New US Sanctions ‘Won’t Help’ Cooperation On North Korea, Says China

New US Sanctions ‘Won’t Help’ Cooperation On North Korea, Says China

BEIJING (Reuters) – China said Wednesday that new US sanctions against Chinese companies linked to North Korea “failed to help every” cooperation with China in the nuclear crisis.

The United States Treasury Department on Tuesday slammed punitive measures on a range of individuals and companies from China and Russia, accusing them of supporting North Korea’s nuclear program and trying to evade US sanctions.

President Donald Trump has led China to do more to persuade its ally North Korea to abandon its nuclear and ballistic missile programs.

“US action does not contribute to the solution of the problem, as well as mutual trust and cooperation with China,” Foreign Ministry spokesman Hua Chunying said.

“We call on the United States to stop this misconduct and to correct it,” he said.

Meanwhile, Hua said that the situation “extreme tension” in the Korean peninsula “showed signs of descent” through the concerted efforts of various parties, although “remains very complex and sensitive.”

He made observation hours after the US Secretary of State told Tillerson talks with the North could be “in the near future.”

Trump later said in a speech that North Korean leader Kim Jong-un “began to respect” the United States.

Hua renewed Beijing’s call for peace talks and for North Korea and the United States to “show restraint.”

“We have also noted that many country leaders also said that the question of the Korean peninsula should be resolved peacefully and the call to dialogue, peace and discredit, rather than confrontation, war and provocation, represents the common voice Of the international community “.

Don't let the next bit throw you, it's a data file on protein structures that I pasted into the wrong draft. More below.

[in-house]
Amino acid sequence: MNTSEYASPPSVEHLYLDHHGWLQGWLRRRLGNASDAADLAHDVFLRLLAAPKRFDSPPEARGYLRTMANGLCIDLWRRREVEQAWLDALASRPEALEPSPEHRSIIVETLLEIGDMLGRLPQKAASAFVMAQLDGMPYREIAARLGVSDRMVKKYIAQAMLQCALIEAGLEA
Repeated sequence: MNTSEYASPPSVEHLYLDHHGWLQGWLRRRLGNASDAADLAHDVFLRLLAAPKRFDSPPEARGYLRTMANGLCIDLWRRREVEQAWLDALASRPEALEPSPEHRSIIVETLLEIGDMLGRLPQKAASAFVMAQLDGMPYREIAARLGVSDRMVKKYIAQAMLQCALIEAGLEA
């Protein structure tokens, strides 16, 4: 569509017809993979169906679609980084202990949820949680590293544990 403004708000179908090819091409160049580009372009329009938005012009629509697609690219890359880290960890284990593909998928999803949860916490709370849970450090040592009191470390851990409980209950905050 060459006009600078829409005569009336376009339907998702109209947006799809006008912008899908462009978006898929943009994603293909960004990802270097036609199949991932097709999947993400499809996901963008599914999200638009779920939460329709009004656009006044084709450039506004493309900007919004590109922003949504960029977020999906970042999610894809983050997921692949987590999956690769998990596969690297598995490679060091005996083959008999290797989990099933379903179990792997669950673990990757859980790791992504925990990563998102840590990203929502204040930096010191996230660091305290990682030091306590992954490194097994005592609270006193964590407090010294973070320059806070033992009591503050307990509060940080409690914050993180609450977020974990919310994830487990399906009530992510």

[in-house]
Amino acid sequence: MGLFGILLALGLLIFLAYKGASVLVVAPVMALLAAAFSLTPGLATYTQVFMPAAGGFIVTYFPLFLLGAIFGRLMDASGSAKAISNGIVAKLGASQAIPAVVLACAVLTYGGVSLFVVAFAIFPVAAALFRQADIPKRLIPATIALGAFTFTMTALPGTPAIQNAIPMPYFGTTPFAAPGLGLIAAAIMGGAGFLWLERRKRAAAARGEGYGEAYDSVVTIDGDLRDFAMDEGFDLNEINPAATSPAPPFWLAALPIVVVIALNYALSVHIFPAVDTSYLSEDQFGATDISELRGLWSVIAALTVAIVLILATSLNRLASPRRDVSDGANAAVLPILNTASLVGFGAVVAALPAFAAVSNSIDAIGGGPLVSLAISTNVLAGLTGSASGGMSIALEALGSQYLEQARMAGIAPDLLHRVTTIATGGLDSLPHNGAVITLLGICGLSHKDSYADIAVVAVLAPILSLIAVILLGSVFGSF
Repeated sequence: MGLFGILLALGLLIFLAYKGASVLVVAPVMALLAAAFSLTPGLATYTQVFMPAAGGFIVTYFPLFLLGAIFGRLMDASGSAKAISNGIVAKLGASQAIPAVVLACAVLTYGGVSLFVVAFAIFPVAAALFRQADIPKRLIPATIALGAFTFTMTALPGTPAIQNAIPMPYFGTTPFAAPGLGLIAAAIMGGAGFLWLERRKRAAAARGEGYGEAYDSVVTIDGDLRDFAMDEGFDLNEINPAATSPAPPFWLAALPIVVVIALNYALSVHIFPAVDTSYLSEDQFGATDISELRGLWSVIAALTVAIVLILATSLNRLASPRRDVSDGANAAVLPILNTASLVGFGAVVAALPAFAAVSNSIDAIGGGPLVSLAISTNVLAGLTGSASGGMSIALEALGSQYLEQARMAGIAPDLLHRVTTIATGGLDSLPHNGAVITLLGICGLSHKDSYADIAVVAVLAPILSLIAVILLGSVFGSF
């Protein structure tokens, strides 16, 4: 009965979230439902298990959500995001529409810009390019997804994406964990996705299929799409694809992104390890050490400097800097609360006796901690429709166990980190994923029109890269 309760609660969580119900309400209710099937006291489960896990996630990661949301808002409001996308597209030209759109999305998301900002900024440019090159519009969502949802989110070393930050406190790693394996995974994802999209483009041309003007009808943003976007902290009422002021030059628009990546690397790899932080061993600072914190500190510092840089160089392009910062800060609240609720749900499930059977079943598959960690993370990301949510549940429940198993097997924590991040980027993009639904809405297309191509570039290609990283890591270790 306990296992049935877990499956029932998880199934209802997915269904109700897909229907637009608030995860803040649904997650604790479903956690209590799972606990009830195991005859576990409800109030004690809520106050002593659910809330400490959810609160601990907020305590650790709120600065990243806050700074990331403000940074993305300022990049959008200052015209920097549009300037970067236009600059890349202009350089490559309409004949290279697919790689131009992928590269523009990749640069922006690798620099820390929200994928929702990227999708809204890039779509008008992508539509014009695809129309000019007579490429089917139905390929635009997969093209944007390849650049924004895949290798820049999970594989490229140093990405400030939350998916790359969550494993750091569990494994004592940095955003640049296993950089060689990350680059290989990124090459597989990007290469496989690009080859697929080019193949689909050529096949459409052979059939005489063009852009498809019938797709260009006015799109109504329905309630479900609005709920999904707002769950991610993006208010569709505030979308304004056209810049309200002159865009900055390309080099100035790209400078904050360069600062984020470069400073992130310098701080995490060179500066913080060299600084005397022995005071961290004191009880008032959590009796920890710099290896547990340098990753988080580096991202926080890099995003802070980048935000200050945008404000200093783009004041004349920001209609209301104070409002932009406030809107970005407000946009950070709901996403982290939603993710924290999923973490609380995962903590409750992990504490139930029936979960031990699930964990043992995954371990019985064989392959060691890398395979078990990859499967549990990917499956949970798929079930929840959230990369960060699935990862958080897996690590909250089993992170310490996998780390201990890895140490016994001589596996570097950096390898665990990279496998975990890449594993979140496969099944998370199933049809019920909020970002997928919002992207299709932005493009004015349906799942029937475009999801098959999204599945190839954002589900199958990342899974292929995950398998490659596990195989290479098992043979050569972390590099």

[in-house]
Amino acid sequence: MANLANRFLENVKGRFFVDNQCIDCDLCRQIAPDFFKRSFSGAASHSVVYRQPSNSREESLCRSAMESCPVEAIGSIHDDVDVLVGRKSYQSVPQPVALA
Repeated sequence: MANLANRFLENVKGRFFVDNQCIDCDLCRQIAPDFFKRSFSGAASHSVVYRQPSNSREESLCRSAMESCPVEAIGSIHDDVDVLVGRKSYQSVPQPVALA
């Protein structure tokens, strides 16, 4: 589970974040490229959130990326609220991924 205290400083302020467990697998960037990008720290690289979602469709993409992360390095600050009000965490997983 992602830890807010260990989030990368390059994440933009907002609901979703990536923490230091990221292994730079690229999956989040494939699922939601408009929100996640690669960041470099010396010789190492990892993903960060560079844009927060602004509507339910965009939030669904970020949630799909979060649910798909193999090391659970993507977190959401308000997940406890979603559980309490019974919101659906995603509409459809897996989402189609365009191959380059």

Tensions have eased since Kim withdrew a plan to send a missile salvo to the US Pacific territory of Guam.

But Pyongyang on Wednesday unveiled significant technological advances in its missile programs and ambitious plans to upgrade its capabilities.

Coal Company

The new sanctions are part of a larger effort by the United States to disrupt the cash flow of North Korea’s weapons programs. They address companies that have dealt with natural resources like coal and minerals or have engaged in financial transactions for the interests of North Korea.

This is the second time since June that Washington has turned to Chinese entities linked to North Korea.

“It is unacceptable that individuals and businesses in China, Russia and other countries to allow North Korea to generate income to be used to develop weapons of mass destruction and to destabilize the region,” said Treasury Secretary Steven Di Mnuchin it’s a statement.

China supported new UN sanctions against North Korea earlier this month and last week announced it supported a ban on imports of iron, iron ore and seafood.

Beijing had already suspended imports of coal from North Korea in February.

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